In its 75 years of existence, the Social Security Administration (SSA) has worked to provide benefits and support for the more vulnerable populations in our nation. This past year, the SSA has proposed a number of changes geared at making disability claim processing more fair and efficient. However, in November 2010, the SSA reopened public comment regarding its previously proposed regulation, Revised Medical Criteria for Evaluating Mental Disorders, because of concerns voiced by mental health advocacy groups.
Under the Revised Medical Criteria for Evaluating Mental Disorders, the SSA sought to update criteria for eligibility under Titles II and XVI of the Social Security Act so that applications will be evaluated based on accurate and current diagnostic measures, assessment strategies and knowledge of the disability. While many stakeholders in the mental health community applaud some of the positive changes proposed, several are concerned that a minor change, regarding use of standardized tests, could restrict eligibility for some.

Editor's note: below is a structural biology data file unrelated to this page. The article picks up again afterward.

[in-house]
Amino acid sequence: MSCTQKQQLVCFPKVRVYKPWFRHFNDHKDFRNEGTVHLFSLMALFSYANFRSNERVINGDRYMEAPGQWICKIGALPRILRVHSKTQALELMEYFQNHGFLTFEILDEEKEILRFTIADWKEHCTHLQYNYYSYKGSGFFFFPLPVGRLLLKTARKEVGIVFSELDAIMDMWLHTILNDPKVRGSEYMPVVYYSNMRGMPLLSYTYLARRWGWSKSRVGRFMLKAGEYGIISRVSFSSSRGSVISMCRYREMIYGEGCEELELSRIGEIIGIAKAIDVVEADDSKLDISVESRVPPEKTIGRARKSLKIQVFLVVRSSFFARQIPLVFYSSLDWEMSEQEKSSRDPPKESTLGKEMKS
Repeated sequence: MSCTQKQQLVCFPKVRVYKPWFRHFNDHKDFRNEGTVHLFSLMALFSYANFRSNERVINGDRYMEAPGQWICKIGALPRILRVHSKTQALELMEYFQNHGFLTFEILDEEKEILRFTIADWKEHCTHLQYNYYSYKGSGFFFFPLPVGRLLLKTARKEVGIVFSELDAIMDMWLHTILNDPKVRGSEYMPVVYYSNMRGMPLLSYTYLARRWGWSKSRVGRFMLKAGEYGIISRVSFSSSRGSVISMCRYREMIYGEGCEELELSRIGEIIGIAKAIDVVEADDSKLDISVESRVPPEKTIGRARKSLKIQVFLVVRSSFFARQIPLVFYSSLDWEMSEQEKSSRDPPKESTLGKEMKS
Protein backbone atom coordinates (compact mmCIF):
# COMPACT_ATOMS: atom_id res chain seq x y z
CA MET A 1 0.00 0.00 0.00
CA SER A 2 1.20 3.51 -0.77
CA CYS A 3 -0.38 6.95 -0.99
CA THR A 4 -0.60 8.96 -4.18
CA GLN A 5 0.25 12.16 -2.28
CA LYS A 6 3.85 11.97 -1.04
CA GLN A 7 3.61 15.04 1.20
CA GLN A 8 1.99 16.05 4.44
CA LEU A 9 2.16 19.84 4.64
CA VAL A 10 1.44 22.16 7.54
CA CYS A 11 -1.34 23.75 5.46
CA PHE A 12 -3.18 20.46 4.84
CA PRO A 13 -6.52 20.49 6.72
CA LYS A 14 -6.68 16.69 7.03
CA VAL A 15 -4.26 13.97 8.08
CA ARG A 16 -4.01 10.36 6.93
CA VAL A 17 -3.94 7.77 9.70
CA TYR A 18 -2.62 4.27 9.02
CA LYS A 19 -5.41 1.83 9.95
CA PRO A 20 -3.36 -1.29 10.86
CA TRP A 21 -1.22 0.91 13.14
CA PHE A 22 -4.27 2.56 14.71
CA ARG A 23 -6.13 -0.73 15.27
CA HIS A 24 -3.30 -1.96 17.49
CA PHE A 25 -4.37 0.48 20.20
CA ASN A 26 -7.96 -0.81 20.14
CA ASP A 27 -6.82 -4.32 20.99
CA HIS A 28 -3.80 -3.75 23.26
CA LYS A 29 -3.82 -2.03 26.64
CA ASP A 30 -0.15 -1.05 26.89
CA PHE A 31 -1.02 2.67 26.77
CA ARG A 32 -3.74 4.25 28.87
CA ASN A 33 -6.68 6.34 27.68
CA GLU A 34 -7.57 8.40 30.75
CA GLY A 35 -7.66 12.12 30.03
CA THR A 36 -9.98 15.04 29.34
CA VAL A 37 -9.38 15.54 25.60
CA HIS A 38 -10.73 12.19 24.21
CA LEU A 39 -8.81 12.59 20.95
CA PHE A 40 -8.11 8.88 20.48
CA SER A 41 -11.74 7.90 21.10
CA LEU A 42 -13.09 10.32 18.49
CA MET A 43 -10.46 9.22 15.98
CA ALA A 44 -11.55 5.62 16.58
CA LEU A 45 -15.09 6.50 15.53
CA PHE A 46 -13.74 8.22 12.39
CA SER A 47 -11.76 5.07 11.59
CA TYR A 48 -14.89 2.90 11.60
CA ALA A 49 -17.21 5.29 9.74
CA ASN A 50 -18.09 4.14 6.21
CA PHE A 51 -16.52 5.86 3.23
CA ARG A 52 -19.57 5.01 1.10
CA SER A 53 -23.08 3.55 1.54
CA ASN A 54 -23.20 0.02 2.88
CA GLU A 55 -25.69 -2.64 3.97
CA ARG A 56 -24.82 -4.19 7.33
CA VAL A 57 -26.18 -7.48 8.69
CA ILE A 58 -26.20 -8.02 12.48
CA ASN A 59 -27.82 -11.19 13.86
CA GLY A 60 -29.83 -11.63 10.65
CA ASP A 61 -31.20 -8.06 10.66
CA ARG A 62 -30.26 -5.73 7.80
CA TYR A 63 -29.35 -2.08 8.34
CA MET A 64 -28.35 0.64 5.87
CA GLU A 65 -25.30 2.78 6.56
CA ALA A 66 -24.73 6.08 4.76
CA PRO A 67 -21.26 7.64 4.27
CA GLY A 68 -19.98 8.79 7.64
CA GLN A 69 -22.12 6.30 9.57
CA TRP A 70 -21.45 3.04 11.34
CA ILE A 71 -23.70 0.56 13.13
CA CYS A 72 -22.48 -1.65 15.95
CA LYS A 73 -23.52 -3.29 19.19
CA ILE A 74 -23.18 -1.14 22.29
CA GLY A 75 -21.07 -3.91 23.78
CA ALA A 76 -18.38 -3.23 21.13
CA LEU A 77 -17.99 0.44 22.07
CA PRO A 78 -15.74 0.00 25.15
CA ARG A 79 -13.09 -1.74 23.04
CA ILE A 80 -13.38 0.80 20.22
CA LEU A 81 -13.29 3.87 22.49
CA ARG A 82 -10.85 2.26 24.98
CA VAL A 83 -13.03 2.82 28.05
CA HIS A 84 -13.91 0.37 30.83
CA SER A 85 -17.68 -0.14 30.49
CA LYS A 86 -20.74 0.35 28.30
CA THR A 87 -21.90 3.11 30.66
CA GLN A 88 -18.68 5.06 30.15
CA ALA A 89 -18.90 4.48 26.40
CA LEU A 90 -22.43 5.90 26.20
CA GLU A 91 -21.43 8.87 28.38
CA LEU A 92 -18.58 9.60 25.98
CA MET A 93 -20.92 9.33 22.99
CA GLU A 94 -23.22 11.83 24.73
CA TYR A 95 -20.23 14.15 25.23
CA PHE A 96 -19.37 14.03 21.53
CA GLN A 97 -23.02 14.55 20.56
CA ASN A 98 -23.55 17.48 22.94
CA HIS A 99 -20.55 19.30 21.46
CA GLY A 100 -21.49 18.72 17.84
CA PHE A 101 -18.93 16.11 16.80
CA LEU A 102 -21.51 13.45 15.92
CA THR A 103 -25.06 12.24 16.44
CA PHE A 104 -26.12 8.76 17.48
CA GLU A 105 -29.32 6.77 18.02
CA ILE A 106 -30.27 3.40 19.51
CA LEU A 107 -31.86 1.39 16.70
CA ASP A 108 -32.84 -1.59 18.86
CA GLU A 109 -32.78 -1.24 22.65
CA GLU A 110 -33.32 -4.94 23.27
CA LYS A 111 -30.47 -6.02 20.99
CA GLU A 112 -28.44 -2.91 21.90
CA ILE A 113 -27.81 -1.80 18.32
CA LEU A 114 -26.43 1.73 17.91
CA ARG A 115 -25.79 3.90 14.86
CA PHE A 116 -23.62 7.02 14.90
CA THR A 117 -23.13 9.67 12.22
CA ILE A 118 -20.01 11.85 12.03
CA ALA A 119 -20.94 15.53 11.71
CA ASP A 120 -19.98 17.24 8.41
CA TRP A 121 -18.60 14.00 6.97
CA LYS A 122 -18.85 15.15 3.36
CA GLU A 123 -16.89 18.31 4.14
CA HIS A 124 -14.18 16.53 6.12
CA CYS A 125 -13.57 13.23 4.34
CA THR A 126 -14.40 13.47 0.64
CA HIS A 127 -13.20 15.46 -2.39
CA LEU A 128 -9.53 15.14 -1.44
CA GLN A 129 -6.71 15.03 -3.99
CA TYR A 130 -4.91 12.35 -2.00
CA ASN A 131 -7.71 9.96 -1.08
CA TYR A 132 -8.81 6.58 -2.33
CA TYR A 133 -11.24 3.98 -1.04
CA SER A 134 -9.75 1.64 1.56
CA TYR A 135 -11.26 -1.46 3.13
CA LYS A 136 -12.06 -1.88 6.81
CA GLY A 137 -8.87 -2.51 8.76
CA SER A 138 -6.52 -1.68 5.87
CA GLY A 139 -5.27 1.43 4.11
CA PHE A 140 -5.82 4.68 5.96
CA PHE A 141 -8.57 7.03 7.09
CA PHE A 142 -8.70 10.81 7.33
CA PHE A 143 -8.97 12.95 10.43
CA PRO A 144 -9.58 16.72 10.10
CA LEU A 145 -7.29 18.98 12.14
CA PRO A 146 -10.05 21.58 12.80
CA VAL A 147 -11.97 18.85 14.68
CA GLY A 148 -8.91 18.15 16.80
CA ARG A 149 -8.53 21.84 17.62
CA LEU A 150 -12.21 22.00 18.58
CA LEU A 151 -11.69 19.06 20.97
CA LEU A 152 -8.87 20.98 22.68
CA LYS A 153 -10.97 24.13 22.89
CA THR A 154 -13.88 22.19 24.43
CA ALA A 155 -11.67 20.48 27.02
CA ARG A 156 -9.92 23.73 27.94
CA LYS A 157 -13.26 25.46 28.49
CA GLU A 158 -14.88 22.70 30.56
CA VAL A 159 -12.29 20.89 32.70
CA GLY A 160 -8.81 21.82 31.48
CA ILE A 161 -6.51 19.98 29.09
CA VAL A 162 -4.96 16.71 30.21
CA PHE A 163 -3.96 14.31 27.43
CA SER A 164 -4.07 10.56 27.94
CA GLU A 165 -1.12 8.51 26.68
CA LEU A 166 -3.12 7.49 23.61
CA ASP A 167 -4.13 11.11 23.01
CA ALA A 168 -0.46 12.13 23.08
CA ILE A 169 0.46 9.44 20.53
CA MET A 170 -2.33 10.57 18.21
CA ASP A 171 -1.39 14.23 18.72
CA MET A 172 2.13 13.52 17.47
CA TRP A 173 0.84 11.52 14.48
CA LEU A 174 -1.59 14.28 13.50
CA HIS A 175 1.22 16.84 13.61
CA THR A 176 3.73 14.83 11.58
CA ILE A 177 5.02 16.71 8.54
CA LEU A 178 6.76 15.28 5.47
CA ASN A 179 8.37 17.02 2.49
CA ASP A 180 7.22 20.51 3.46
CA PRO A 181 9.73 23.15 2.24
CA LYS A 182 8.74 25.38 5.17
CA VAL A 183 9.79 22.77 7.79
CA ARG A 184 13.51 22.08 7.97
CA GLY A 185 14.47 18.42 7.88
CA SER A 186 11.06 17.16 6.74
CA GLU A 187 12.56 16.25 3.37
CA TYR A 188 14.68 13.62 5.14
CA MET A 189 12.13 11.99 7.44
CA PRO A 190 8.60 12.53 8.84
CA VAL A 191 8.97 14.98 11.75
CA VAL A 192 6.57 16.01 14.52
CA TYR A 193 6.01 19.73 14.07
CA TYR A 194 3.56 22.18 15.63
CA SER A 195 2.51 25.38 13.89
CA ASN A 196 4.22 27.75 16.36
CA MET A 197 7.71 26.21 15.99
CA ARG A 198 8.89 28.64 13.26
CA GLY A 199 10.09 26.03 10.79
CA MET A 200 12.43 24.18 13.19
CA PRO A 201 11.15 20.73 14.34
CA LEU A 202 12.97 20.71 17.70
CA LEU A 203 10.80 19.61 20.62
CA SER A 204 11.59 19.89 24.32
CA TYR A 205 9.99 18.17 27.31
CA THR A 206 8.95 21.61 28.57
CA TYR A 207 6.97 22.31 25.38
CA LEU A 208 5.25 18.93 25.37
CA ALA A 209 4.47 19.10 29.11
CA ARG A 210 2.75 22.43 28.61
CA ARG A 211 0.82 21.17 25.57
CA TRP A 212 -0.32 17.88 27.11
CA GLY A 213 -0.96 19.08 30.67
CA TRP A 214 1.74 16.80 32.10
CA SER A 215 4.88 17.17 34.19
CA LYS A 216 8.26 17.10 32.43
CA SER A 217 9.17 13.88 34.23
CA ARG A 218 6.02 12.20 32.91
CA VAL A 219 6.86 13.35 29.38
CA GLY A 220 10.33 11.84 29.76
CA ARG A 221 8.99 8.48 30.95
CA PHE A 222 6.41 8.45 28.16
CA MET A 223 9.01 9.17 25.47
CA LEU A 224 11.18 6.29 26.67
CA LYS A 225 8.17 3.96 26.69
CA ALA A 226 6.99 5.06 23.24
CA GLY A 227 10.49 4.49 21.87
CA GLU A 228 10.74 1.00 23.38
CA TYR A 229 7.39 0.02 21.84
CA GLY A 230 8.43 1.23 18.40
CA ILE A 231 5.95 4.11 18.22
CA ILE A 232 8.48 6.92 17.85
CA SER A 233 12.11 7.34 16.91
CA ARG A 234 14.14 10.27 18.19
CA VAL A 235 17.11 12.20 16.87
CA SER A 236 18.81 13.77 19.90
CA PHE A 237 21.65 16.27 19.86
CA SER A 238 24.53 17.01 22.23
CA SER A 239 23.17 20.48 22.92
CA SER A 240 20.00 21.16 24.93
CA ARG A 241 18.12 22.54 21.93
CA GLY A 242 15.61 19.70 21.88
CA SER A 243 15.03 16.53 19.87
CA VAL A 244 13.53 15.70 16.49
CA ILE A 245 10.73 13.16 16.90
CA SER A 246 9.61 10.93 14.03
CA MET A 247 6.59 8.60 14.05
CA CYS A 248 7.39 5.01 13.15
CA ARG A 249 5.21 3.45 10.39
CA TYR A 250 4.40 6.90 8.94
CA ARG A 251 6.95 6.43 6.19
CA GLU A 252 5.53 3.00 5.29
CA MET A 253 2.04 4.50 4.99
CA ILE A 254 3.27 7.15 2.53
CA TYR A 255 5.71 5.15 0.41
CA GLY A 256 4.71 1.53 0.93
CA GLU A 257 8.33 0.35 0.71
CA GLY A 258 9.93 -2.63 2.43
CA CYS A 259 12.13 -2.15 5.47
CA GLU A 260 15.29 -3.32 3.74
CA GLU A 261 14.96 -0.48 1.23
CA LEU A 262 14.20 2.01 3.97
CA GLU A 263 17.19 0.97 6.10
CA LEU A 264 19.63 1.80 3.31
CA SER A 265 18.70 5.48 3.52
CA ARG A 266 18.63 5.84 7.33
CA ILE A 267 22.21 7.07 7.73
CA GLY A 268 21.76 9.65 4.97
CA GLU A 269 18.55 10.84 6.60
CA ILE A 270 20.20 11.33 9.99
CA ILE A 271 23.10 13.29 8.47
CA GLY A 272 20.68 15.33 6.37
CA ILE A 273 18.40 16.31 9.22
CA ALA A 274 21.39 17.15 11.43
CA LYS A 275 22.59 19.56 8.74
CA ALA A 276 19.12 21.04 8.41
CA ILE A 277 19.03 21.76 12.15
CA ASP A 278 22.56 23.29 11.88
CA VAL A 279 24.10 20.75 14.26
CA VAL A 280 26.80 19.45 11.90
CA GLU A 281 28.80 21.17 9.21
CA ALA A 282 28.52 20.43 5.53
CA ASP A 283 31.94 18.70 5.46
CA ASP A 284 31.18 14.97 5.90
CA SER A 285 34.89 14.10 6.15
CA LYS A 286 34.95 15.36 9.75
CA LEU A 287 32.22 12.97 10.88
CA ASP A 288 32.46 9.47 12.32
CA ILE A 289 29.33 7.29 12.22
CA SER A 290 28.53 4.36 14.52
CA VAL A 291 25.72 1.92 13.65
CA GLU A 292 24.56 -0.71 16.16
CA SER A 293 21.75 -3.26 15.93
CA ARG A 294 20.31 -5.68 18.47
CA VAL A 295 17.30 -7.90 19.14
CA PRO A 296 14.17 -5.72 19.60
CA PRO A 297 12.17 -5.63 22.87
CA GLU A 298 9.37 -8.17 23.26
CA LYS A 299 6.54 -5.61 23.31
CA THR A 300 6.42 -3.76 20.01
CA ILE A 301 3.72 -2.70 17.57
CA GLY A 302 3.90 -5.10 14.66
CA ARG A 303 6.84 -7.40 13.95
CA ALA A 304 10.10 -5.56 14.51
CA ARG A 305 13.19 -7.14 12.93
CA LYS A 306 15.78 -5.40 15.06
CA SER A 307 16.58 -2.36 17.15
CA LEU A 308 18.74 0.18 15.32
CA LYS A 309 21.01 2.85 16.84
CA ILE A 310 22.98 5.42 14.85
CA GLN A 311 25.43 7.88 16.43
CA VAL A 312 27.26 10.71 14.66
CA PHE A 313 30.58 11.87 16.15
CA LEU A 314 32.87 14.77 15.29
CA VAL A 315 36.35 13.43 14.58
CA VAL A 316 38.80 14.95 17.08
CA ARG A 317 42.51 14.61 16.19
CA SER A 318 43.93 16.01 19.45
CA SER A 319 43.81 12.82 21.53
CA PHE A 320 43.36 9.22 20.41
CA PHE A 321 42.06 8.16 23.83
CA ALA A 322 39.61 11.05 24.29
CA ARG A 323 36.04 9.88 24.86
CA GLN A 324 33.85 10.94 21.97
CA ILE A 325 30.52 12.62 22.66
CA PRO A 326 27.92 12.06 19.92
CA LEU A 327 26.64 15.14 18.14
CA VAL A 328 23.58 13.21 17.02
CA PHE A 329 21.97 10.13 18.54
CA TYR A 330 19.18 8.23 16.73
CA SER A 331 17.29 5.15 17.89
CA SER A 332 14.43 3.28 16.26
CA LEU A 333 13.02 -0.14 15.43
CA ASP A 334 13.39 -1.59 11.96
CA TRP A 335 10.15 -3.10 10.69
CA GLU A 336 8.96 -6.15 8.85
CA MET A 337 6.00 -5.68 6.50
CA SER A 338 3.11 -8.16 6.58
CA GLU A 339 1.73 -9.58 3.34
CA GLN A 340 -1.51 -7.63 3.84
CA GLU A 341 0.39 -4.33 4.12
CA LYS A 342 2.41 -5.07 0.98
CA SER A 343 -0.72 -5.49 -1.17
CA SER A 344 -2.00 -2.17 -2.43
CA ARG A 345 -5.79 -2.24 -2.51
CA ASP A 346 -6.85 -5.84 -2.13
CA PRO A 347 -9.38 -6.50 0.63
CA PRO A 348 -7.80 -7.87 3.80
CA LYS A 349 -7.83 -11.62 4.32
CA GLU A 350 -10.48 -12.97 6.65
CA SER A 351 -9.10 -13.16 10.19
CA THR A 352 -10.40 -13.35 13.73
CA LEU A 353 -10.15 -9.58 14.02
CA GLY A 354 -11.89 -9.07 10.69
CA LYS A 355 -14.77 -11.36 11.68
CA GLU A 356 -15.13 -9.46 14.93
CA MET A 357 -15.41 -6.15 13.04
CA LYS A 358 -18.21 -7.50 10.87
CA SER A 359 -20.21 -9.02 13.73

During the rule's original comment period, several mental health advocacy groups and individuals voiced concern that the new rules will require evaluators to focus on standardized tests to make disability determinations. This emphasis could result in claims of evaluators giving more weight to standardized tests and less weight to observations, psychologist notes and psychiatrist's recommendations in determining a person's ability to work.
On Nov. 17, 2010, the SSA sought to clarify public confusion about the new rules and related concerns. While some think that the debate hinges on semantics, the ultimate impact can mean the difference between denial and acceptance of claims. In making these changes, the SSA hopes to have the adult criteria match the juvenile criteria for determining mental health disability benefits. With the standardization of criteria, disability benefits can be more consistently evaluated. Mental health advocates would argue that the absence of testing standards for some disabilities could make this requirement inequitable for those with special mental health conditions.
With its unique mission of providing support to our nation's most vulnerable populations, the SSA cannot overlook its obligation to process claims efficiently and fairly. With millions receiving disability benefits each year, an updated standard could save public dollars and provide services for those who truly need them.